By appointing Lord Laming to carry out yet another inquiry, the Government has ensured that the true reason for the latest child protection disaster in Haringey will not be found. Lord Laming is a product of the very system he is supposed to investigate.
His last report (Victoria Climbie, 2003) led to a more complex set of bureaucratic structures, crossing education, social services, and the health service, police etc. It created new tiers of management, committees and IT systems. Social workers now spend up to 70 per cent of their time in front of computer screens rather than with children and families.
The Audit Commission recently found that the new structures get in the way of professionals. But they also spread responsibility even more thinly around the host of departments and staff – so that as in Haringey “no one is to blame”.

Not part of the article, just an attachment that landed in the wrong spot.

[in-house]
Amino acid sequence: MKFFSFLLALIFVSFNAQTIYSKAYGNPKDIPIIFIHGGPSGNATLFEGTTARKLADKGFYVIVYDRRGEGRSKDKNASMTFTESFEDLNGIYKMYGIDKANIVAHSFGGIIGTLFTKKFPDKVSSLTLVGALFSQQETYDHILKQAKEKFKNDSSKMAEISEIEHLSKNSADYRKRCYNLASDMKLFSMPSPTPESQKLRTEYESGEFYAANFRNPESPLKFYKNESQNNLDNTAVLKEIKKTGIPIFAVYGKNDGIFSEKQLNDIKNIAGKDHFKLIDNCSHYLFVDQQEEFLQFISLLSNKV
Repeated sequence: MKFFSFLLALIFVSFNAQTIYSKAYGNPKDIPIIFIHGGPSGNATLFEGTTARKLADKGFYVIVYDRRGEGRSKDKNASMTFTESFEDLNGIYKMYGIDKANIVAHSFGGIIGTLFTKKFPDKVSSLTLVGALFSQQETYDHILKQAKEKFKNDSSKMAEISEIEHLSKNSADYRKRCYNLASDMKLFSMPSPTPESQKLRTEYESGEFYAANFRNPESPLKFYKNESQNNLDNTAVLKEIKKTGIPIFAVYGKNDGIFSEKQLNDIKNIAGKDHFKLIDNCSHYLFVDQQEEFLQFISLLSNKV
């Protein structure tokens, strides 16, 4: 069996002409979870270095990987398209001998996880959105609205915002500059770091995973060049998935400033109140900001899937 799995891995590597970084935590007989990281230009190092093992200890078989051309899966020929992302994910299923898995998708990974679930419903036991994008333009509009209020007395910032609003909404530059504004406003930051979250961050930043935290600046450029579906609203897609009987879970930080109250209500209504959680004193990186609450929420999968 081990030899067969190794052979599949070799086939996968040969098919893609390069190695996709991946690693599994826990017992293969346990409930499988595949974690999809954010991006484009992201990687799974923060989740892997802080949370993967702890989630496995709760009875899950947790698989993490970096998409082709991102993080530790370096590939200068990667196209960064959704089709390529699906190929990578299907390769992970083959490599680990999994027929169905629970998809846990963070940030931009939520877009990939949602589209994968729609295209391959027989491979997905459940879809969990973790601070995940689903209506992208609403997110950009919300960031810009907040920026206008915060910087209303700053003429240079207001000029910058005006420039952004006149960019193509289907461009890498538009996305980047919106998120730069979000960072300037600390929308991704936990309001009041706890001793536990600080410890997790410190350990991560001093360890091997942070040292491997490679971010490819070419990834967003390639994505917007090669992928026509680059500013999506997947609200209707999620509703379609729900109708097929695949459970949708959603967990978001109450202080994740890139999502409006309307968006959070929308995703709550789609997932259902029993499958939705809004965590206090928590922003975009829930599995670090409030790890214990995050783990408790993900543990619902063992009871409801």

During and since the Climbie Inquiry, some of us have been suggesting an alternative: to build the system from the child upwards, through a designated person, an experienced “personal service provider” who gets to know the child, and above all, is responsible for delivering the service. The “system” would then operate as a back-up for the delivery of the service – with accountability going upward from the child rather than downward through a multi-layered command structure. Experienced professionals would be on the front line, not in middle management.
Despite favourable nods towards such an explicit designation of responsibility, in the Climbie inquiry, and the 2003 Green Paper “Every Child Matters”, and in the Lords debate over the Children Act 2004, it has been sidelined.
We need an inquiry by someone who can look critically at Lord Laming’s own reforms